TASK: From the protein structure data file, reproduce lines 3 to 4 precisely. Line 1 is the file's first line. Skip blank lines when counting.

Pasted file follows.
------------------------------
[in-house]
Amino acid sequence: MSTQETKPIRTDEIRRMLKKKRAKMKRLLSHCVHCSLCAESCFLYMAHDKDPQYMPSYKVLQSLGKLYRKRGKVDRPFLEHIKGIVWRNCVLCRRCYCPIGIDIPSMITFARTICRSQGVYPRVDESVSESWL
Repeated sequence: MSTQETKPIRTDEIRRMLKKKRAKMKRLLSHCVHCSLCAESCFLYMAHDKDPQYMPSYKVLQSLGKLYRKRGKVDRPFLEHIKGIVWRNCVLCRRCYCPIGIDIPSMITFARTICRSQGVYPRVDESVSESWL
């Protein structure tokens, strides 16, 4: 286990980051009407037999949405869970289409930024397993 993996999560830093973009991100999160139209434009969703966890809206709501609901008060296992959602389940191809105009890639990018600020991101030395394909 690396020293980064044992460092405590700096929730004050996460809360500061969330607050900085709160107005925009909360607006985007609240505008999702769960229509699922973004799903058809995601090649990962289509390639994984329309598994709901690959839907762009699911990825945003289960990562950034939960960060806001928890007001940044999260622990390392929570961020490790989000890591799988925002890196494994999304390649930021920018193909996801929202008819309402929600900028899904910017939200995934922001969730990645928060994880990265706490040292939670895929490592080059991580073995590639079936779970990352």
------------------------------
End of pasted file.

Repeated sequence: MSTQETKPIRTDEIRRMLKKKRAKMKRLLSHCVHCSLCAESCFLYMAHDKDPQYMPSYKVLQSLGKLYRKRGKVDRPFLEHIKGIVWRNCVLCRRCYCPIGIDIPSMITFARTICRSQGVYPRVDESVSESWL
């Protein structure tokens, strides 16, 4: 286990980051009407037999949405869970289409930024397993 993996999560830093973009991100999160139209434009969703966890809206709501609901008060296992959602389940191809105009890639990018600020991101030395394909 690396020293980064044992460092405590700096929730004050996460809360500061969330607050900085709160107005925009909360607006985007609240505008999702769960229509699922973004799903058809995601090649990962289509390639994984329309598994709901690959839907762009699911990825945003289960990562950034939960960060806001928890007001940044999260622990390392929570961020490790989000890591799988925002890196494994999304390649930021920018193909996801929202008819309402929600900028899904910017939200995934922001969730990645928060994880990265706490040292939670895929490592080059991580073995590639079936779970990352």